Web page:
Did you play in bands?
I did. There were many bands of a hodge podge of the same people. From first to last band: Memories Lost…, Caligula, The Human Torch, HolyFuckingCrap!, Iron Teeth, and Hockey Fight!
A Sampler of Ryedood’s Channel
What were some of your favorite bands and venues from the late ’90s early 2000s?
Definitely the Euclid Tavern, Grog Shop and Speak in Tongues. I got to know Steve who ran the Euc really well so I always had an in there. But I spent a lot of time at SIT as well. Those three places played a huge part in my life back then.
Why did you decide to start documenting bands?
I’m not sure really. One day I think I wanted to do something with A/V. I borrowed my sister’s video camera and took it to a show. My friends and I sat around and watched it and I thought I had a pretty steady hand and just decided that I wanted to document these bands so I’d have something to look back on when I got older.
How many bands did you record? Did you share the recordings?
Wayyyy too many to even count. I always had my camera with me. I used to make video comps for fun and trade them with people on the internet. I think I started reading with some guy in California that I met via MRR. I have a bunch posted on my YouTube channel.
Any plans to put them all online?
Most of them are still on Super 8 in a box in storage. I’d love to try to convert them. Someday.
What’s the story behind “Welcome to Cleveland”?
I made that comp basically to trade with a few people online. Like I mentioned earlier I just got super into recording and the Cleveland scene and wanted to show them off to out of state friends/people.
Can you tell us more about the sets linked below? Like, funny stories or dates for the shows that aren’t dated?
Haha I’ll try to remember some of these but I’ll be damned if I can remember anything anymore. Damn old age.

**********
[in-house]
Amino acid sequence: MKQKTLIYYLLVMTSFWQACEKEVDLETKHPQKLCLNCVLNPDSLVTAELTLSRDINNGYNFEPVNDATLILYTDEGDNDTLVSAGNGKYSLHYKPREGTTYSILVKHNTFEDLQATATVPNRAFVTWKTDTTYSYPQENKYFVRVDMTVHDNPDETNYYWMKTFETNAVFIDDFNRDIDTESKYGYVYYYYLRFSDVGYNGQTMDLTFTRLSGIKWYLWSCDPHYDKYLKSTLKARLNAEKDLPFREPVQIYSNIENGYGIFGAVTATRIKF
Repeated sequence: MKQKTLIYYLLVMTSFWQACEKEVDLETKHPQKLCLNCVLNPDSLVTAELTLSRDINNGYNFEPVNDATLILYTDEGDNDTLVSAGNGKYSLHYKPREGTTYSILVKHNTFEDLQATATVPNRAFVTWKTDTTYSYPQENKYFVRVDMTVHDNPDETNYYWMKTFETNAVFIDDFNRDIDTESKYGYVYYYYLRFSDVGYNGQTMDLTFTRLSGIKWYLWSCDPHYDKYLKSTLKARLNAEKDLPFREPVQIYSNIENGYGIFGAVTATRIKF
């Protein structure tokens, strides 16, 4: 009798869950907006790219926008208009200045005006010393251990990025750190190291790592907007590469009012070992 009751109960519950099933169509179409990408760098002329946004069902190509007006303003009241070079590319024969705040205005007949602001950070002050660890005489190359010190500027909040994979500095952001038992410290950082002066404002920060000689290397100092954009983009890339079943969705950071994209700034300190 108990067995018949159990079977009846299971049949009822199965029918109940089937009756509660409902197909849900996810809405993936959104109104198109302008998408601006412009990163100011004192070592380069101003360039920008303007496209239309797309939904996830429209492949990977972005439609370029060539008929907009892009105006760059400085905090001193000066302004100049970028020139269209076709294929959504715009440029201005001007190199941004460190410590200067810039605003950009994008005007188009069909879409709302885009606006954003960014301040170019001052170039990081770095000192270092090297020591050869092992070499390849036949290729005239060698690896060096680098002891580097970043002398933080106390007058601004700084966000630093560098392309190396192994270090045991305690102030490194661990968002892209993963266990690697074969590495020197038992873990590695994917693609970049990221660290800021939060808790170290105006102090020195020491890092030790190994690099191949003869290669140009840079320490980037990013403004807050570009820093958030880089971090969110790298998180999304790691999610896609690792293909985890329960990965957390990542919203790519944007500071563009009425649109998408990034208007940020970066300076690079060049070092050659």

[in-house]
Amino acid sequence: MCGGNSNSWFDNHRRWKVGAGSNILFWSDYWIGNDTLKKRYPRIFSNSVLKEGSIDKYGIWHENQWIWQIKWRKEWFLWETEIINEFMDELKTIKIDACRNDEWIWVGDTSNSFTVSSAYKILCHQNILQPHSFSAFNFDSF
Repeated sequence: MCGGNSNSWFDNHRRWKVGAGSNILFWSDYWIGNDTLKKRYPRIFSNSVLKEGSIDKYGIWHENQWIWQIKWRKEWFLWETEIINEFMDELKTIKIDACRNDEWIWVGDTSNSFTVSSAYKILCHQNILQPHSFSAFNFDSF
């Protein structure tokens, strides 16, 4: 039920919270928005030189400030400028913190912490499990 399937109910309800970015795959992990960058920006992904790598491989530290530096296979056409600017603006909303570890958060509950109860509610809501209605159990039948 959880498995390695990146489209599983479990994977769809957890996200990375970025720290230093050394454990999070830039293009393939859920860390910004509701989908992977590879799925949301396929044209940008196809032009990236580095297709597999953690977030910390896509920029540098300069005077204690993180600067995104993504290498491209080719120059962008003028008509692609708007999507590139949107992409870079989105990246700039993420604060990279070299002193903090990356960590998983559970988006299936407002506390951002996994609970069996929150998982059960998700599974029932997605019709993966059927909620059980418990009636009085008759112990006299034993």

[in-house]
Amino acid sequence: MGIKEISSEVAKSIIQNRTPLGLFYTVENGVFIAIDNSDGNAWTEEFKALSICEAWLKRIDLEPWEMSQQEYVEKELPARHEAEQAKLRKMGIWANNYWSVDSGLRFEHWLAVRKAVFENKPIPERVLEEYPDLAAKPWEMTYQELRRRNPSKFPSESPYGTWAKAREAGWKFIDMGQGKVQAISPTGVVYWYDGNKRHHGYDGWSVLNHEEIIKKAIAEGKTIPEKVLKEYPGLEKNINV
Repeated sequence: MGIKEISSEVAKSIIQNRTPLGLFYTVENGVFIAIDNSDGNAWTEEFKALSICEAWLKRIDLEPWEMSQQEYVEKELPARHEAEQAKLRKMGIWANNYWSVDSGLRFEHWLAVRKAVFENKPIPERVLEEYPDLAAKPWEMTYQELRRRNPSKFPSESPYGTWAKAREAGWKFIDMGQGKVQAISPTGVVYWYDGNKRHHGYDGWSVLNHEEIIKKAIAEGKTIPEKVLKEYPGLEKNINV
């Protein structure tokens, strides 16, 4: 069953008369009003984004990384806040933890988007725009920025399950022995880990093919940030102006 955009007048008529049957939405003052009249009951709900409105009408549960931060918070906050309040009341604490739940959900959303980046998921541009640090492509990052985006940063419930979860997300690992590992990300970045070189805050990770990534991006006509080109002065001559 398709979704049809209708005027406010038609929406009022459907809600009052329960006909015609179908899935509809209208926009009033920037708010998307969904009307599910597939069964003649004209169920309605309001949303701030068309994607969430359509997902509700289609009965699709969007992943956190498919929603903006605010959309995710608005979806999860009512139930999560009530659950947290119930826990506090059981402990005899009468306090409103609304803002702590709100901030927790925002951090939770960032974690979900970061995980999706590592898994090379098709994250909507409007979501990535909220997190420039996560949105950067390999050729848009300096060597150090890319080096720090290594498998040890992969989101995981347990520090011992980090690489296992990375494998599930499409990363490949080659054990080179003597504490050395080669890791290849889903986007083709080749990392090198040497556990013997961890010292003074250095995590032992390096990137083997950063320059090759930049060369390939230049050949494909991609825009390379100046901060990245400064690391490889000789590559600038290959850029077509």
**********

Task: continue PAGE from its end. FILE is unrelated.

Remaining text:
What do you do nowadays? Do you still listen to music? Do you still connect with people from that time?
Nowadays I’m still doing what I did back then 20 some years ago. I work for Pepsi Cola. I still do connect with a lot of people from back then. Believe it or not that damn Facebook is kind of a saving grace to reconnect and see what everyone is up to. I still do listen to music. It’s been a huge part of my life, but I will be honest, I don’t know any newer bands really? I guess that’s what getting old is all about.
What’s your favorite thing about the early 2000s time period?
The friendships that I made. That whole era for me was a huge part of my life. Going to shows, booking shows/fest, doing a zine, having a radio show at college and playing in bands and touring. But the friendships I made and the memories I have of that are what I think cherish the most. Hence why I started documenting these things. Sounds corny but the nostalgia of it all is great.
Thanks so much for the interview! If there’s anything else you want to say, please let me know.
Thanks for the interview. It made me go down memory road. After you asked me for the videos, I went back to my YouTube channel and started watching some of the videos again and reminisced from those days. So thank you for that!